*I’ve been wrong so many times in this mania, that I’m probably wrong about EOS, too. Or I’m right, but by the time that’s proven everyone else involved will be a centi-millionaire. C’est la vie.
**You should also read Spencer’s take from Blockchain Capital. I’m sure will come rolling in over the next few days as well.
I Like Pictures
Another day, another smart contract bug. This one lets you transfer a massive amount of tokens in a transaction — even if they don’t actually exist. You can read about batchOverflow here.
There are multiple contracts that have been identified as vulnerable and exchanges have started to suspend trading in some or all ERC20 tokens. Time for another EIP?
The volunteer army at Messari is building a free, open-source library that anyone can use as a resource, so you can go down the crypto rabbit hole a bit more efficiently.
Today we take a look at Kin, which is being developed for use on the Kik social platform. The team integrated a token to replace their existing rewards system, Kik Points, and plans to run atop both the Stellar and Ethereum blockchains. Check out the report to learn more.
As usual, you can check out our full library here, and stay tuned for another masterpiece tomorrow.
TBI’s Compression Algorithm
At least 216 Ether lost as result of an attack on MyEtherWallet. MyEtherWallet was hit by a DNS hack that resulted in a loss of around $152,000 worth of ether. The attack led some users of the service to fake websites, and tricked them into entering private key information, draining their wallet contents. MEW is currently investigating the case, but good reminder to always take a deep breath and triple check the source of warnings before panic-accessing your hot wallets. (Coindesk | Techcrunch)
Activism jumps past censorship and onto the blockchain. The #Metoo movement in China moved past the government’s censorship efforts and onto the ethereum blockchain this week. Activists hashed a memo written by a student who detailed how the prestigious Peking University tried to silence her from speaking out against a sexual harassment issue two decades ago. Any mention of “#metoo” and the images and texts of the memo have been deleted by Chinese authorities, who have been trying to suppress the movement. But the ethereum blockchain now memorializes the memo and has given activists and their supporters another avenue to voice their cause when they face backlash. (Bloomberg)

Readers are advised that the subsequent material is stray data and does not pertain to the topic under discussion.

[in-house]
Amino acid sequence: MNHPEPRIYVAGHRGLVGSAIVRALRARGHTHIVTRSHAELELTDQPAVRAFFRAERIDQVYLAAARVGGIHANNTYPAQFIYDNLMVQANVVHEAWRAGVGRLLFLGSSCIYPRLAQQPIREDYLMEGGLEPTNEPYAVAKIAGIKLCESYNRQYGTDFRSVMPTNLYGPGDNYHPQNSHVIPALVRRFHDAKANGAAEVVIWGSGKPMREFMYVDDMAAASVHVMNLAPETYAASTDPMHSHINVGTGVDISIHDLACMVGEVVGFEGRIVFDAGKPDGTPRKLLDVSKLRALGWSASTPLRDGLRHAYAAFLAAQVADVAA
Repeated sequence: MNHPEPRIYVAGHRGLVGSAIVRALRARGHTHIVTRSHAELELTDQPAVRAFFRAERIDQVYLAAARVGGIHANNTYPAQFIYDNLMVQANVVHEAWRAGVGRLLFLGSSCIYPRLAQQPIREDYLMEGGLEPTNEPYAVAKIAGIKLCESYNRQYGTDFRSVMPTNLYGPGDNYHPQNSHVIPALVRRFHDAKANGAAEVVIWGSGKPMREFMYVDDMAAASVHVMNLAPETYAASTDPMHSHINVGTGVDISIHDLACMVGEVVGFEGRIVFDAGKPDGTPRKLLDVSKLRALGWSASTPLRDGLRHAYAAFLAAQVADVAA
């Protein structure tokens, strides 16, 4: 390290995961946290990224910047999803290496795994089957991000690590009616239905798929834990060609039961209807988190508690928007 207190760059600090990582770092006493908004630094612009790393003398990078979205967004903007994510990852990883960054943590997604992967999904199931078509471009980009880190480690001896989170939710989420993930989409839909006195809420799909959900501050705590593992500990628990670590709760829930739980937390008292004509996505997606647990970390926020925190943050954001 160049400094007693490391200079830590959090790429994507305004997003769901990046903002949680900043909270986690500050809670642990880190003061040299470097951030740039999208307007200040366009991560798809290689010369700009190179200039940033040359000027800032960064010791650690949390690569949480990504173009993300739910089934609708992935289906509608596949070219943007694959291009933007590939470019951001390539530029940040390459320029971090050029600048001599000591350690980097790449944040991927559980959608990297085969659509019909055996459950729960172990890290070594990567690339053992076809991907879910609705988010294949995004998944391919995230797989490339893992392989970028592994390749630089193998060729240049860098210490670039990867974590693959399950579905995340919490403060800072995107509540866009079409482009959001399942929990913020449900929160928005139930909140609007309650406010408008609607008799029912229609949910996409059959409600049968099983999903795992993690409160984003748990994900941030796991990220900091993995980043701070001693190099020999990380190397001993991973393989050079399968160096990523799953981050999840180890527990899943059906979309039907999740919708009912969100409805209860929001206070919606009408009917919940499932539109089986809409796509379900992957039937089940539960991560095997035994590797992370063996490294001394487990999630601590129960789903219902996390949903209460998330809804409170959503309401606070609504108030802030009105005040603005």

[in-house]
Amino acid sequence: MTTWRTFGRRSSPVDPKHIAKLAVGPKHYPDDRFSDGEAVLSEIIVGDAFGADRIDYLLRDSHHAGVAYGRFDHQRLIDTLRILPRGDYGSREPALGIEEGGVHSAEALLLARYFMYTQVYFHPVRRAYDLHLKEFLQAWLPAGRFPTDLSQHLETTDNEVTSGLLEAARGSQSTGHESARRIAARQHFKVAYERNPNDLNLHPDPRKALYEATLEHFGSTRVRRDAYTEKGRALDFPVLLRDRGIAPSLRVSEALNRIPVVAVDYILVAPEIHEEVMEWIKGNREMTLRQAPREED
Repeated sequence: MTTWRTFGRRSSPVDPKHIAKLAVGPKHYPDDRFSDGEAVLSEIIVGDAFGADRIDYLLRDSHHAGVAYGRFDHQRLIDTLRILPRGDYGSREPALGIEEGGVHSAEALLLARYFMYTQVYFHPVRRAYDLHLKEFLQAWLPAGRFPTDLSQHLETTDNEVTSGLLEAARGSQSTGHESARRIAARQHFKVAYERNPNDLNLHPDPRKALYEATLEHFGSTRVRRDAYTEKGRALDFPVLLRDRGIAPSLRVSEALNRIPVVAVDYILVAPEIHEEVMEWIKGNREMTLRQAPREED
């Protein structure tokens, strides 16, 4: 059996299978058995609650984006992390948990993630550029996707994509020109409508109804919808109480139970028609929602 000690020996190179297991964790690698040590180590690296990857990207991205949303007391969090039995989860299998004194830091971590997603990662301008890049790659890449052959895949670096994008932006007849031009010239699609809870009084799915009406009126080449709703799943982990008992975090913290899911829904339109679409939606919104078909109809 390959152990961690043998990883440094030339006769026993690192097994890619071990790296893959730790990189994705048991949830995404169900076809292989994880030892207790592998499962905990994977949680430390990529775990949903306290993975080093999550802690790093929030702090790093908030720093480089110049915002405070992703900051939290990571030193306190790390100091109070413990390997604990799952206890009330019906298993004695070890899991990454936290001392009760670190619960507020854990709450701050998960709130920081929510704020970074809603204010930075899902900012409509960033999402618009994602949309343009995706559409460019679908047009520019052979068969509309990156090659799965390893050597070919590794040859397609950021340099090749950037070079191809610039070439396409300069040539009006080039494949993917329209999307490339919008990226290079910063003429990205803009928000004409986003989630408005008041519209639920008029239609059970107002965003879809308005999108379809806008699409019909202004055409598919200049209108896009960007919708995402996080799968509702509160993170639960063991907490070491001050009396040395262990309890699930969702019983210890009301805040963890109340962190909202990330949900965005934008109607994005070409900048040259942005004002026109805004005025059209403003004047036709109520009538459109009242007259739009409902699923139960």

Nine profiles of badass women in the crypto space. Finally, an article about women in crypto/ blockchain that actually highlights the incredible achievements some women are doing in the space. Hell. Yes. The latest article in Glamour magazine profiles nine women in the space, including Amber Baldet (ex-JPM), Elizabeth Stark (Lightning), Tavonia Evans (Guap), and Galia Benartzi (Bancor), and covers how they got in the space, and their trajectory so far. Read up on these amazing women and get ready to “break some shit” today. (Glamour)
Quick Bits (Don’t read that, I read it for you)
+ Coinbase shuts off access and service for Wikileak’s Coinbase account, citing regulatory compliance concerns under FinCEN guidance. Wikileaks responds by publicly calling for a Coinbase boycott.
+ Binance faces a lawsuit in Hong Kong’s High Court from Sequoia for engaging in talks with other investors during its negotiations with the firm, in breach of an exclusivity agreement. Sequoia secured a temporary injunction barring Zhao from negotiating with other investors until the hearing.
+ Etheric, the startup that is building a blockchain-based platform for decentralized insurance applications, has developed a policy specifically for hurricane damage in Puerto Rico.
+ Binance Labs led a $30 million (denominated in Bitcoin and Ethereum) round of fundraising for MobileCoin.
The Powers That Be
+ Ever since China and South Korea came down with a full ban on ICOs last fall, the number of token sales in Hong Kong and Singapore have skyrocketed. Neither Hong Kong nor Singapore currently has specific rules for ICOs.
+ In a report to the SEC, Capital Group, the financial service company with $1.7 billion in AUM, bans its associates from investing in ICOs in its updated code of ethics.
+ China’s National Audit Office publishes an article on how utilizing blockchain technology across audit offices across the country could speed up inefficiencies in data management and data storage. Though no projects are set in place yet, the article strikes a hopeful note on how the Chinese government can implement the technology in the near future.
+ TD Ameritrade sent 68 bitcoin transactions in order to create a digital flag with its logo on the bitcoin blockchain as an ad. Slightly jarring….
+ MarketWatch will now display market information for bitcoin, ether, XRP, bitcoin cash, litecoin, ether classic, monero, dash and zcash. But no EOS.
+ Salesforce joins the Blockchain Research Institute, a Toronto-based global blockchain think tank. Other members include Microsoft, IBM, the Bank of Canada and PepsiCo.
+ Ripple is hosting a VIP gathering during Blockchain week, and will be featuring Snoop Dogg. To quote Snoop, he is “Putting tha Crip in Crypto”! I am eagerly awaiting my invitation from my very good buddy, Brad.
Did I miss something big?
Send me the link, your twitter handle and your best imitation compression algorithm write up. If I really whiffed, I’ll include your bit tomorrow (with attribution).
Hit me up when I’m in your city!
+ Boston (4/25–4/27 — Pillar VC’s Unchained)
+ SF (5/1–5/3 — private event)
+ NYC (5/10–5/17 — Fluidity, Ethereal, Consensus, Token Summit)
+ Asia (Japan, Korea, Hong Kong early through mid-June)
My company, Messari, is hiring:
+ Front-end developer, Full-stack engineer, Data engineers, Blockchain engineers (TCR!)
+ Volunteer analysts and summer interns
+ Content curation lead (compression algo tinkerer)